I have to admit that a startup option seems very appealing.
Looking back on the three guiding principles of …
– wanting to be part of a team that creates a product and/or service that will change a market by make people’s live better or easier
– working with like-minded people who want to get up out of the bed everyday and make themselves better and make the world around them a better place
– spending as close to zero hours a day on low value conversations and activities as possible
… the startup idea certainly seems like the easiest way to go.
Well, not so fast. I think back to the conversation I first had when I applied at Cognos when I was thinking it was time to leave the startup company that I was running. I first met with Peter Griffiths, who went on to be our SVP of Products and is now an EVP and Group Executive at Computer Associates. Peter asked me why I would leave an entrepreneurial startup company to join a much larger company. I remember responding, more of less off-the-cuff, that I felt it took two key attributes to be an entrepreneur:
(1) One needs to have a desire to change the world in some significant way and is relentless in his/her pursuit of that goal. He/she thrives on innovation and nimbleness to achieve this goal.
(2) One’s desire to be rich is greater than his/her desire to not be poor.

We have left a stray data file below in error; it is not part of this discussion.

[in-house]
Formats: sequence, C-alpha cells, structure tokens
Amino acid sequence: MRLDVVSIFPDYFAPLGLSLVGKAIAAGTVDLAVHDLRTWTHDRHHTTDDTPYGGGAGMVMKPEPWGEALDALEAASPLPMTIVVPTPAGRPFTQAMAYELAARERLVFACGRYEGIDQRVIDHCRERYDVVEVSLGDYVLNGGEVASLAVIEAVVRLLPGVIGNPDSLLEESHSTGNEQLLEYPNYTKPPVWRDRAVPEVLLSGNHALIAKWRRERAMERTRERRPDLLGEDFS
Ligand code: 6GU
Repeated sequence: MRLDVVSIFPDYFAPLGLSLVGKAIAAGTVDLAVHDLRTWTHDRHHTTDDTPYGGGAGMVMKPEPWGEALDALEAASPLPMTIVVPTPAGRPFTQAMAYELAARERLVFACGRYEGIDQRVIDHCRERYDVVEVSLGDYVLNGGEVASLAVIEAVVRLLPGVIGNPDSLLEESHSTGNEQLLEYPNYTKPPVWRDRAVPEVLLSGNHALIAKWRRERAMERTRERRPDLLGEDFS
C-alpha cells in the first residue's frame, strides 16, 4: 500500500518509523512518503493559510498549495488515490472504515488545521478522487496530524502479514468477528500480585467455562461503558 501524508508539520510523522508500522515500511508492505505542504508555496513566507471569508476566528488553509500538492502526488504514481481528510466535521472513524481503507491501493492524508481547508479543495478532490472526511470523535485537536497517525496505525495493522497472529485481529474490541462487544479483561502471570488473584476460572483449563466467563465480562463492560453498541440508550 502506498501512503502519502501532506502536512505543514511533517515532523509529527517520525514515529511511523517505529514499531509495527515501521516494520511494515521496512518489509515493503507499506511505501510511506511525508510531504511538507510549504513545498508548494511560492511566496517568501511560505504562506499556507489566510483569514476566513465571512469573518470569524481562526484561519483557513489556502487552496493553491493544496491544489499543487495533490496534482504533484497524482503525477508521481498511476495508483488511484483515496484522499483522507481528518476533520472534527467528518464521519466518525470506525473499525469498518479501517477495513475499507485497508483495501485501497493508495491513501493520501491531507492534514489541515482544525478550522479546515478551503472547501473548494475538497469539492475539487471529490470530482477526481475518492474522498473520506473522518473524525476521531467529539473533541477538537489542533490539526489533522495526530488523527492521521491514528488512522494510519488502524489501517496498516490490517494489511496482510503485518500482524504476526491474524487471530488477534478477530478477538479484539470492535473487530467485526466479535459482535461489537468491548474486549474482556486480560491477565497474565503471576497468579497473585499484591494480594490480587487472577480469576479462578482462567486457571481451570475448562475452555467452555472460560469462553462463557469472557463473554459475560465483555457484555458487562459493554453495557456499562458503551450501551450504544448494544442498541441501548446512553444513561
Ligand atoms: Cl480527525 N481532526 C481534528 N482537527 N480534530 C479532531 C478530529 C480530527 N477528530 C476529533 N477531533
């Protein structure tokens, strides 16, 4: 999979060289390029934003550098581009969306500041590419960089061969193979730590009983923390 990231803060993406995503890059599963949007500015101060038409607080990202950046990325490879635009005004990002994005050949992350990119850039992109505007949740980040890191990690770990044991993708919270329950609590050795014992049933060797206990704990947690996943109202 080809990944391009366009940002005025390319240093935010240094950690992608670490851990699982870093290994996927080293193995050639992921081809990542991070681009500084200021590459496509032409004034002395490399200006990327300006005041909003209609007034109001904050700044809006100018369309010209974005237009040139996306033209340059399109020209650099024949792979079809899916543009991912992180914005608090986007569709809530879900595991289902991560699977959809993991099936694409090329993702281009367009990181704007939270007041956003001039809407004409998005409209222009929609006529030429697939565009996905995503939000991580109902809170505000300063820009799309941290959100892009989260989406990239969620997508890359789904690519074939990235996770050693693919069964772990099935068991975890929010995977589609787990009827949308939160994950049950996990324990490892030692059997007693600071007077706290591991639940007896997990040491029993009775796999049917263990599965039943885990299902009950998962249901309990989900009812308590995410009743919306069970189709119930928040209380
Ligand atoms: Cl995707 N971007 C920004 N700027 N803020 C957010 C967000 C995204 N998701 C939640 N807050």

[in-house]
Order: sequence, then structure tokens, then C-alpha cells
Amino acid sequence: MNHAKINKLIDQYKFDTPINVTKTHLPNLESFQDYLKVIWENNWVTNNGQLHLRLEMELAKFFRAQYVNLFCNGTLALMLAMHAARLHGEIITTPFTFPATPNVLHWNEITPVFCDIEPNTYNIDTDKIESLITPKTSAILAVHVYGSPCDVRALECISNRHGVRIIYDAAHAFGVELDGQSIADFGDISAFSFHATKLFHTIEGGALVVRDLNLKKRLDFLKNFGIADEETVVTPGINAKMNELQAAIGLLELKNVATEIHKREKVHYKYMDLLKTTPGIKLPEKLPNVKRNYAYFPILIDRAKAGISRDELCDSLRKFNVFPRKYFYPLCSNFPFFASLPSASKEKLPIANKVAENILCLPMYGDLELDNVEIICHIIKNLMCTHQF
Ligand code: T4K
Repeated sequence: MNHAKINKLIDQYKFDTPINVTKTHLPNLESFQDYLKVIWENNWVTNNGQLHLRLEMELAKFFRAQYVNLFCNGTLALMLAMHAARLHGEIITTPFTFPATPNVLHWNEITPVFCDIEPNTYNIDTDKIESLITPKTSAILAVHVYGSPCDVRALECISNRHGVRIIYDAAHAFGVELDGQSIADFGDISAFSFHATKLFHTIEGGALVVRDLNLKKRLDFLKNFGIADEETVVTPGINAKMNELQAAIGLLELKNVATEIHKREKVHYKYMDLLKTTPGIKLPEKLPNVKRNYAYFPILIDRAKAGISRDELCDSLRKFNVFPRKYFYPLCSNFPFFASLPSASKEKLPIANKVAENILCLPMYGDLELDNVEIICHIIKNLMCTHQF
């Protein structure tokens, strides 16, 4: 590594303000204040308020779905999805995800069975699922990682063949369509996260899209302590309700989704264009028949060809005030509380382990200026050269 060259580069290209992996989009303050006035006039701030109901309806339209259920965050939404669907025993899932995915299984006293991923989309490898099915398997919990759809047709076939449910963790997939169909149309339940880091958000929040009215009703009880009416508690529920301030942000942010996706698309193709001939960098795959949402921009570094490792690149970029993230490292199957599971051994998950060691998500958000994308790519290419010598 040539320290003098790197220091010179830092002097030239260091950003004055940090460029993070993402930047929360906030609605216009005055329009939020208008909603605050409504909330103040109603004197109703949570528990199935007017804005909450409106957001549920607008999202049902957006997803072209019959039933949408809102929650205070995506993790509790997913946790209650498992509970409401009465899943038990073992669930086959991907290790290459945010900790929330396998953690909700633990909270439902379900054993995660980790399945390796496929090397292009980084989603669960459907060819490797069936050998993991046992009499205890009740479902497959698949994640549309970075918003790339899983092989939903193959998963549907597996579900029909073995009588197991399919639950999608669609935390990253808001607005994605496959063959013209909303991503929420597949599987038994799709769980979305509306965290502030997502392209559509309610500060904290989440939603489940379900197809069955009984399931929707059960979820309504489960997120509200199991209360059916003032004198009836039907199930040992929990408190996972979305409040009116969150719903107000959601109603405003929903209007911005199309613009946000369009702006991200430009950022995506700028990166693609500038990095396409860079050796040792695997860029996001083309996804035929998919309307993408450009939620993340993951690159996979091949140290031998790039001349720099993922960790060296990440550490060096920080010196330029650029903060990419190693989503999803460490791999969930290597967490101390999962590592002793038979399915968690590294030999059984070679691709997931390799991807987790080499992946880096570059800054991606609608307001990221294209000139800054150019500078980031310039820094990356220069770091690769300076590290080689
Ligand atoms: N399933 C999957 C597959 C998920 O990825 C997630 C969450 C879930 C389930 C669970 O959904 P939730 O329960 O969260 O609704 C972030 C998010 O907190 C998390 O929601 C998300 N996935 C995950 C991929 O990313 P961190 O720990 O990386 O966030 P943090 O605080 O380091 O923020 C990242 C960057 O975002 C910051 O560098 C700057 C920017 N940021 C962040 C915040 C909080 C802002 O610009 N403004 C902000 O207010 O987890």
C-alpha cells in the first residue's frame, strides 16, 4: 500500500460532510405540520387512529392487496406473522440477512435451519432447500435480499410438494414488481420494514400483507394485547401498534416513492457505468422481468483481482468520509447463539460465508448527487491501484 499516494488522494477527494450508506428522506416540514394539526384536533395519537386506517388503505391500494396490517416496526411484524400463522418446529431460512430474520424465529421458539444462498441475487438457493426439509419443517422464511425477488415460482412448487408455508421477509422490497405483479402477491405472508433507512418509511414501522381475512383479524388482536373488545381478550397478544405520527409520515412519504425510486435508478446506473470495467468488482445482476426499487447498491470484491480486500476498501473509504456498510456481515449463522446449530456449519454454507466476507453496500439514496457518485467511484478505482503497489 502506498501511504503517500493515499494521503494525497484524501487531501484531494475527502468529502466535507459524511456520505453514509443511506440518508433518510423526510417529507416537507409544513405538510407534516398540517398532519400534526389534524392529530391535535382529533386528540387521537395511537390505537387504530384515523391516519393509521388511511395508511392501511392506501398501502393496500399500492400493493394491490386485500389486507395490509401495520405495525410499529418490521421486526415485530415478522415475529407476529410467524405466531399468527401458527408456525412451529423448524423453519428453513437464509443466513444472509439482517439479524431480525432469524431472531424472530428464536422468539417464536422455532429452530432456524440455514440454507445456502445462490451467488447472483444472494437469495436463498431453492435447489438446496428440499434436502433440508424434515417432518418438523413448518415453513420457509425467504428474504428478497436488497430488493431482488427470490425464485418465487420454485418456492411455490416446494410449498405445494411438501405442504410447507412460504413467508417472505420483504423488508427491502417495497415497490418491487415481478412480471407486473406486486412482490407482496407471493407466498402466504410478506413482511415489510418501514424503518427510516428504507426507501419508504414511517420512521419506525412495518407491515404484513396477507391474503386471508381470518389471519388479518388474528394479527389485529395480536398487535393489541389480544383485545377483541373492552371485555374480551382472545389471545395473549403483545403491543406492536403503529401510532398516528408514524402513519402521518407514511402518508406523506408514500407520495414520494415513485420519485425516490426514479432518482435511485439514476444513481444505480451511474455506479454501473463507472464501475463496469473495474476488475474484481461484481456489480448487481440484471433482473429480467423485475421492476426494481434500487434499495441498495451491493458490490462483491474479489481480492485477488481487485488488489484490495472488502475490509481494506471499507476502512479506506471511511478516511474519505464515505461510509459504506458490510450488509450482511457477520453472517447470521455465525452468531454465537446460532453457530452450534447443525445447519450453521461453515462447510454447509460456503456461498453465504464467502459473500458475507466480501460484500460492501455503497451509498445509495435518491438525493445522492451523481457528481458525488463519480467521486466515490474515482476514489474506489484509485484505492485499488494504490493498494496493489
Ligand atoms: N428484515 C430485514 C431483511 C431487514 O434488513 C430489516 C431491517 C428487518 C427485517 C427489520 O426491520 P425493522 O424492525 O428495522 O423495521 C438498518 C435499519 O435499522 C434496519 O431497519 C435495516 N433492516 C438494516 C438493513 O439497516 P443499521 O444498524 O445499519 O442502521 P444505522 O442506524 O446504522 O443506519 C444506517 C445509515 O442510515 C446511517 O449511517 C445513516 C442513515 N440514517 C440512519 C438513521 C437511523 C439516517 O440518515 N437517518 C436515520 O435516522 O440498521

At the time, I said that I very much fit the first category but not the second and hoped that I could realize the experience of the first category at Cognos (which I did for much of my time there). Now, almost 13 years later, nothing has changed on the first and I am thinking that I am unlikely to get poor given what I have built up financially, my drive, ability to consult on the side and my belief in that I know a lot more to make a startup successful than I did at the time. Then reality sets in and I realize I have two kids about to go to university … no Kirk, do not get deterred so easy!
In my opinion, the decision to do a startup mostly comes down to having the right people, with the right idea, at the right time – the right time for both the people and the idea’s appeal to the market. It used to be that having a source of funding was uber-important (did I just really use “uber”?!?!) but this has changed in recent years with how cheaply new and completely game-changing technologies and content can be brought to market.
I can safely say our team is coming into place really well. At this early stage, I will protect the names of the innocent, but I am very confident.
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